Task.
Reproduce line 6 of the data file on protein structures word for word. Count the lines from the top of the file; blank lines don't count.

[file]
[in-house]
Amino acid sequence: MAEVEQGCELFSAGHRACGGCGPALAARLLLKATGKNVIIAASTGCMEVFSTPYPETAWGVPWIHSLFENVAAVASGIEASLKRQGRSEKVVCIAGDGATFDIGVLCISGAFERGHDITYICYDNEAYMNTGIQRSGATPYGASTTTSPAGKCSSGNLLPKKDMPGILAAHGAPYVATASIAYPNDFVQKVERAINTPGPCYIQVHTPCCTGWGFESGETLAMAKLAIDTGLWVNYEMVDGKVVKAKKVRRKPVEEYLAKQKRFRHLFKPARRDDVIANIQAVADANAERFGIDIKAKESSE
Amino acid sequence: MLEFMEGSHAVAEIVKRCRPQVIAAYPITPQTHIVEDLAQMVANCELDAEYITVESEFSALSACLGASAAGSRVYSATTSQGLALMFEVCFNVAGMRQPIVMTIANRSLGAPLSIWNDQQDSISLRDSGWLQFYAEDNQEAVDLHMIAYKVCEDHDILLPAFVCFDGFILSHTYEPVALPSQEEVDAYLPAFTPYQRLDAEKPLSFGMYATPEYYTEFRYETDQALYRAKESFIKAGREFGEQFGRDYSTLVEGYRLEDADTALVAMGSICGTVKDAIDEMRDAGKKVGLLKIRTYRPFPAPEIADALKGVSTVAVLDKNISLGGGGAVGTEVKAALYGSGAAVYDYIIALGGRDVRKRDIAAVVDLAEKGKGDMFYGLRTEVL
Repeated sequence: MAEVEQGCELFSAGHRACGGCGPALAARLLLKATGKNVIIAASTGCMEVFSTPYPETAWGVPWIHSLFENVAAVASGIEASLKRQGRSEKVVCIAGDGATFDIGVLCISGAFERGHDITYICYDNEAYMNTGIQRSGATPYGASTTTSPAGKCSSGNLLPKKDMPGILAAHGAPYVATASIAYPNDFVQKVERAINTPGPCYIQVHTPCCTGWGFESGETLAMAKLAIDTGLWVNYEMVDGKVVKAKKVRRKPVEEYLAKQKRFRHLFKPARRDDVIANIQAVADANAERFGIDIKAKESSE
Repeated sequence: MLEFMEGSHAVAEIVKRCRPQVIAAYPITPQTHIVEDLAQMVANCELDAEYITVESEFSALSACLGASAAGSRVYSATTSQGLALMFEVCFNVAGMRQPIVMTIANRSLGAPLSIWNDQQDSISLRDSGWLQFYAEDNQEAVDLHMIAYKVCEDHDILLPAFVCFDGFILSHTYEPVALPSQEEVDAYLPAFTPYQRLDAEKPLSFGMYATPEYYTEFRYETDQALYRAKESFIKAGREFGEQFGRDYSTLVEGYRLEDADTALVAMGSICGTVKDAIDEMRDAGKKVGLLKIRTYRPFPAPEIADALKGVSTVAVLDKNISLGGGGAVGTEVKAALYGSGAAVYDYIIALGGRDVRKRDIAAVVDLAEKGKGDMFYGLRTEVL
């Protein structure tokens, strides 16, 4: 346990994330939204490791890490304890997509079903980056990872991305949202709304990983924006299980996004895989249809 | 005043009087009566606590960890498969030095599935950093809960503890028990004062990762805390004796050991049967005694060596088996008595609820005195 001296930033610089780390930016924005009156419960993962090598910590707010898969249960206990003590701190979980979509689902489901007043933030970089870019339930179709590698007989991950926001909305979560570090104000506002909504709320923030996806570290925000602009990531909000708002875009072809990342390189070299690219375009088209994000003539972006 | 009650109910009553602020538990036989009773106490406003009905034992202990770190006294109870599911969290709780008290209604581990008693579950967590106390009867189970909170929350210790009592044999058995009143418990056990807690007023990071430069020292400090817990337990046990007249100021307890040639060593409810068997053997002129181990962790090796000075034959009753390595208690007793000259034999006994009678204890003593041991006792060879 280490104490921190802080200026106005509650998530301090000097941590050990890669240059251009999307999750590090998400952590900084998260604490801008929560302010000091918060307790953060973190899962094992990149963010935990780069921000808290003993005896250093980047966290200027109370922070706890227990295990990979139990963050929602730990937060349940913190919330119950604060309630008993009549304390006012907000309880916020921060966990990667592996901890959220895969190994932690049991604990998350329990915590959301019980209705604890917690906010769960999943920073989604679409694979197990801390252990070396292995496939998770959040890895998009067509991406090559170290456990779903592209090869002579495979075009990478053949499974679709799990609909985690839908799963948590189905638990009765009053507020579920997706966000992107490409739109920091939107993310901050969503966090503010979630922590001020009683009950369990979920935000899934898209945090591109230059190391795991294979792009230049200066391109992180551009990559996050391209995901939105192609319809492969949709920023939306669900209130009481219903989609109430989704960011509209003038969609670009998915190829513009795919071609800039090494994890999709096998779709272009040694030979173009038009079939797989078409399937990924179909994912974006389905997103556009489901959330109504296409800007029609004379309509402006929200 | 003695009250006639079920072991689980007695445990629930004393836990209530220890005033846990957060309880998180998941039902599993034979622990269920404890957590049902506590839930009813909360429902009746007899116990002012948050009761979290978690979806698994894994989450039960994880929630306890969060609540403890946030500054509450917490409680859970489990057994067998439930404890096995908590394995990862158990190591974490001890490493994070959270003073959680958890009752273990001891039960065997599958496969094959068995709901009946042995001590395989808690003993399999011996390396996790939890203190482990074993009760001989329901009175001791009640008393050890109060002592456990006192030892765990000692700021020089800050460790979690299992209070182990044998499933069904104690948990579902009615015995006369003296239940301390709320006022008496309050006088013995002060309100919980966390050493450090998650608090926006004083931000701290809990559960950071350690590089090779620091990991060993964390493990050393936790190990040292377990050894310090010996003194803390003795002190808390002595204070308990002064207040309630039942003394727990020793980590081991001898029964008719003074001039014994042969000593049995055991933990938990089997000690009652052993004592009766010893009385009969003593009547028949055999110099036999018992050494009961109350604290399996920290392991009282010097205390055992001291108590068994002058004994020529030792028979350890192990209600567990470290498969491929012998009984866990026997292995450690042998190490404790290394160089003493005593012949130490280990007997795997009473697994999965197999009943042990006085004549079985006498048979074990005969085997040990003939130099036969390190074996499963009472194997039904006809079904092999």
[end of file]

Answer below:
């Protein structure tokens, strides 16, 4: 346990994330939204490791890490304890997509079903980056990872991305949202709304990983924006299980996004895989249809 | 005043009087009566606590960890498969030095599935950093809960503890028990004062990762805390004796050991049967005694060596088996008595609820005195 001296930033610089780390930016924005009156419960993962090598910590707010898969249960206990003590701190979980979509689902489901007043933030970089870019339930179709590698007989991950926001909305979560570090104000506002909504709320923030996806570290925000602009990531909000708002875009072809990342390189070299690219375009088209994000003539972006 | 009650109910009553602020538990036989009773106490406003009905034992202990770190006294109870599911969290709780008290209604581990008693579950967590106390009867189970909170929350210790009592044999058995009143418990056990807690007023990071430069020292400090817990337990046990007249100021307890040639060593409810068997053997002129181990962790090796000075034959009753390595208690007793000259034999006994009678204890003593041991006792060879 280490104490921190802080200026106005509650998530301090000097941590050990890669240059251009999307999750590090998400952590900084998260604490801008929560302010000091918060307790953060973190899962094992990149963010935990780069921000808290003993005896250093980047966290200027109370922070706890227990295990990979139990963050929602730990937060349940913190919330119950604060309630008993009549304390006012907000309880916020921060966990990667592996901890959220895969190994932690049991604990998350329990915590959301019980209705604890917690906010769960999943920073989604679409694979197990801390252990070396292995496939998770959040890895998009067509991406090559170290456990779903592209090869002579495979075009990478053949499974679709799990609909985690839908799963948590189905638990009765009053507020579920997706966000992107490409739109920091939107993310901050969503966090503010979630922590001020009683009950369990979920935000899934898209945090591109230059190391795991294979792009230049200066391109992180551009990559996050391209995901939105192609319809492969949709920023939306669900209130009481219903989609109430989704960011509209003038969609670009998915190829513009795919071609800039090494994890999709096998779709272009040694030979173009038009079939797989078409399937990924179909994912974006389905997103556009489901959330109504296409800007029609004379309509402006929200 | 003695009250006639079920072991689980007695445990629930004393836990209530220890005033846990957060309880998180998941039902599993034979622990269920404890957590049902506590839930009813909360429902009746007899116990002012948050009761979290978690979806698994894994989450039960994880929630306890969060609540403890946030500054509450917490409680859970489990057994067998439930404890096995908590394995990862158990190591974490001890490493994070959270003073959680958890009752273990001891039960065997599958496969094959068995709901009946042995001590395989808690003993399999011996390396996790939890203190482990074993009760001989329901009175001791009640008393050890109060002592456990006192030892765990000692700021020089800050460790979690299992209070182990044998499933069904104690948990579902009615015995006369003296239940301390709320006022008496309050006088013995002060309100919980966390050493450090998650608090926006004083931000701290809990559960950071350690590089090779620091990991060993964390493990050393936790190990040292377990050894310090010996003194803390003795002190808390002595204070308990002064207040309630039942003394727990020793980590081991001898029964008719003074001039014994042969000593049995055991933990938990089997000690009652052993004592009766010893009385009969003593009547028949055999110099036999018992050494009961109350604290399996920290392991009282010097205390055992001291108590068994002058004994020529030792028979350890192990209600567990470290498969491929012998009984866990026997292995450690042998190490404790290394160089003493005593012949130490280990007997795997009473697994999965197999009943042990006085004549079985006498048979074990005969085997040990003939130099036969390190074996499963009472194997039904006809079904092999």